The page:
Leonard Park, the Soldiers and Sailors and Marines gave a splendid exhibition drill and then the
fun began. Baseball games and horse races were held at the Fair Grounds. The Fairbanks-
Morse Band gave a concert. Under the direction of Professor E. B. Gordon, the vast crowd sang
many good old popular songs.
80 Years Ago (1929): Arvid Romstad, tenor soloist with the Nordix Male quartet which will appear
here in concert at the Congregational Church, Sept. 9, is in great demand as a soloist during the
winter months as well as in the summer. He has a rich voice of unusually fine quality which has
previously delighted many audiences. The Nordix Male Quartet, composed of former soloists of
the justly world famous St. Olaf Lutheran Choir of Northfield, Minn., have all spent much time in
music study together with choir conducting, radio broadcasting, and solo work. (Note: In May
1943, Arvid Romstad came to Evansville as the pastor for St. John’s Lutheran Church and the
Cooksville Lutheran Church.)
70 Years Ago (1939): Mrs. John Burlake, 32, Milwaukee, former Evansville girl and daughter of
Mrs. John Montgomery, 111 West Liberty Street, died at 11 p.m. Friday in the Columbia hospital,
that city, following an operation three weeks ago. She had been in failing health for the past
three years. The body was brought to Evansville for burial in Maple Hill Cemetery. Mrs. Burlake,
was born on a farm north of Evansville in Union township, April 8, 1907.
60 Years Ago (1949): The Evansville branch of the Dorchester Canning Company began
packing corn and beans here last Friday and expects to continue the operation for several weeks
before the crops on farms near Evansville are harvested and packed in cans. In 1940 when the
factory began packing corn after a lapse of several years due to unfavorable market conditions,
the equipment was completely repaired and revamped and new machinery was added. During
the war years a large portion of the vegetables canned in the local plant were purchased by the
government and consumed by the men and women in the U. S. armed forces. The factory which
was owned for many years by the Columbus Foods Corporation was sold in 1946 to the Stokely
Foods, Inc. and recently the Dorchester Company purchased and took over the factory. E. J.
Gibbs is the general manager.
50 Years Ago (1959): Formal announcement of the closing of Leota School for Girls has just
been issued. With retirement age upon her, Mrs. William Bone, owner and superintendent, will
close the school at the end of this week, when summer camp girls all return to their homes. Mrs.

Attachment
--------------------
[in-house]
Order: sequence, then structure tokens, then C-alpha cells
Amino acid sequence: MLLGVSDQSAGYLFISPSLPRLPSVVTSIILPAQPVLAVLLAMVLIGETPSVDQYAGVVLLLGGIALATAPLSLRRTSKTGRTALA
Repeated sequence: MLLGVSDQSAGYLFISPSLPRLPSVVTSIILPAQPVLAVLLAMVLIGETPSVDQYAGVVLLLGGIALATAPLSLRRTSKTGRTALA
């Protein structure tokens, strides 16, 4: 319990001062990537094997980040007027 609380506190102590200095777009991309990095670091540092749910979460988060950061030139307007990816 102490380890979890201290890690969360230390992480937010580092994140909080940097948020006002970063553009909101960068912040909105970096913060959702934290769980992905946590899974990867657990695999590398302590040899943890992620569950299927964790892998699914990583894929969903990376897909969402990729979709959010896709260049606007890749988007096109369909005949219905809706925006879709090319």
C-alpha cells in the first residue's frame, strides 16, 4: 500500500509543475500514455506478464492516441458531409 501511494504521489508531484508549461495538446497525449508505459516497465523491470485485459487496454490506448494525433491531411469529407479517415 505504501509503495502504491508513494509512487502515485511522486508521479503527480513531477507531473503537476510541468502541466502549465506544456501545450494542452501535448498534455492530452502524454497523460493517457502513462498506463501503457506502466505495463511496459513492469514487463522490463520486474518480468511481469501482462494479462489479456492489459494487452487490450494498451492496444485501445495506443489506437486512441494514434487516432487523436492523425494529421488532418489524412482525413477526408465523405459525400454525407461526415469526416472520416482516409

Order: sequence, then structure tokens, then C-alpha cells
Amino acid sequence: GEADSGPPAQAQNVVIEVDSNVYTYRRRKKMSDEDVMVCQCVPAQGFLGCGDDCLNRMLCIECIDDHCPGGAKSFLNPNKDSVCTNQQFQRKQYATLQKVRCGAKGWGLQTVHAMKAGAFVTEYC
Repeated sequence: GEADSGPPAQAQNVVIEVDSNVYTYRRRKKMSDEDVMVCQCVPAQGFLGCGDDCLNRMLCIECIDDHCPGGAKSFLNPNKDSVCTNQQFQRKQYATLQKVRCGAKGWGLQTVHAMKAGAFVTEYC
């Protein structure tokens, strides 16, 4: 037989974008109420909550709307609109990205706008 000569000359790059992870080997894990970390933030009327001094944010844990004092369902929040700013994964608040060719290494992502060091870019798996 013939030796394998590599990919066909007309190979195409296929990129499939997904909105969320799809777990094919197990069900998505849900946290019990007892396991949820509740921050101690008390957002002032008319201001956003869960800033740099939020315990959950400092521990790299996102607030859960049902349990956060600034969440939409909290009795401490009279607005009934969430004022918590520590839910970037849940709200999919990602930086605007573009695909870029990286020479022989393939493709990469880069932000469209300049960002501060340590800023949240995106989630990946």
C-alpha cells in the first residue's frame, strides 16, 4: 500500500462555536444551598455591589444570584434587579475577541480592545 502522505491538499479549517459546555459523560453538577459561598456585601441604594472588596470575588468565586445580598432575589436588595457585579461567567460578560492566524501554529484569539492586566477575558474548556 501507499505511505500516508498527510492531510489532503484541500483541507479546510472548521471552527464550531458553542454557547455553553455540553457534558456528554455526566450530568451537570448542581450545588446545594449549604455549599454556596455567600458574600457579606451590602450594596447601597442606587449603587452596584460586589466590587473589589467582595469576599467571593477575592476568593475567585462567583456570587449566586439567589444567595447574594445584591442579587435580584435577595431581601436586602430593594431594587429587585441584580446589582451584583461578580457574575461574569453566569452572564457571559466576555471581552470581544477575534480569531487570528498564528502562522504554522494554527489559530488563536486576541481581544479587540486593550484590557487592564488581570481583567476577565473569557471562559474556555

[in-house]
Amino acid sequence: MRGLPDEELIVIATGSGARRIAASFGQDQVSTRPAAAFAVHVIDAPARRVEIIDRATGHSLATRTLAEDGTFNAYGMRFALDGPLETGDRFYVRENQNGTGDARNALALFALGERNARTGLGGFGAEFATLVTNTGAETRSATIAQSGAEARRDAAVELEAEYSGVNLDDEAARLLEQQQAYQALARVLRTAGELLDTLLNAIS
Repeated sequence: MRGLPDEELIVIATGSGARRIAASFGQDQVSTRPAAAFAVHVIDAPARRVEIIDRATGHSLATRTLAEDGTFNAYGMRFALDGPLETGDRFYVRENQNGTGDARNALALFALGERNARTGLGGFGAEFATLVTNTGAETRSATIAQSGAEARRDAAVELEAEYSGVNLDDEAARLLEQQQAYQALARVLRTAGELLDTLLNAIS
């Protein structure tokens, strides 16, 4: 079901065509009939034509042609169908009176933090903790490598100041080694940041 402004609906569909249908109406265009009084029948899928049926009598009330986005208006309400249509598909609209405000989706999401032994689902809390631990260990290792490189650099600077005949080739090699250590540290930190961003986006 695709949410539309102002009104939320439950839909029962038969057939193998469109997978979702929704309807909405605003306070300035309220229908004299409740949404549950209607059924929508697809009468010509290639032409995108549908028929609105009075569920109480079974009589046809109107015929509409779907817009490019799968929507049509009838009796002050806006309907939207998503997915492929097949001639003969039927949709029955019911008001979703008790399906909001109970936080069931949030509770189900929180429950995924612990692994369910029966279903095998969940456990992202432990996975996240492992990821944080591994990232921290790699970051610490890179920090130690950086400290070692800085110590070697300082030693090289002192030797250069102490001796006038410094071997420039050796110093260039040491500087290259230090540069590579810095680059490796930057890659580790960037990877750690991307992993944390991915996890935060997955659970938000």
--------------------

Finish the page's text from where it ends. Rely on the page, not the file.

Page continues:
Bone will continue to live here and enjoy her many friends in greater leisure.
40 Years Ago (1969): Grace Independent Church held its first vacation Bible School Aug. 4-8
and it was considered a successful event, in that the attendance, which started at 36 grew to 55
on the final day. Also there was a good attendance of parents at the program presented the final
30 Years Ago (1979): The City of Evansville is ready to enter into the step two phase of
designing its proposed new wastewater treatment plant, according to engineers Pat Olson and
George King of Donahue & Associates, Elkhorn. The step one facilities plan was approved two
weeks ago by the Dept. of Natural Resources and is expected to be approved soon by the
Environmental Protection Agency. The next step will be to apply for an EPA grant to cover 75
percent of the $186,000 cost to design the new facility. The cost includes $178,000 for Donahue
& Associates to prepare the design, and $8,000 to have another firm take soil borings at the
proposed site. In a related item, the Council adopted an offer to purchase from Juanita Reese on
the east side, the selected site for the new treatment plant.
20 Years Ago (1989): Rehearsals are continuing for the Sesquicentennial play to be presented
Sunday, Sept. 3. The play, “Glimpses of the Grove,” covers the history of Evansville from 1839
to 1939. It centers around a family working on a Sesquicentennial play, including mother, played
by Sheri Moe; father, Kendall Schneider; two daughters and a son. The son is played by Kyle
Schneider and one of the daughters by Heather Wyse. The play was directed by Angela Wyse
and written by Sandy Luchsinger, Francette Hamilton and Margery Buckeridge. As the family
works on the play, characters from the past come to life, including Col. G. W. Hall, Geo. Pullen,
Robert Richmond, T. C. Richardson of the Grange Store and others.
10 years ago (1999): Thanks to a generous donation by former resident Lee Richardson, the
City will be getting price quotes and ordering new playground equipment. Richardson’s original
donation of $10,000 mutual fund has now grown to over $25,000. The new equipment will cost
approximately $15,000 and will replace existing equipment in lower Leonard Leota Park. A safe
playing area will be created by adding 2 feet of sand under all of the new play equipment.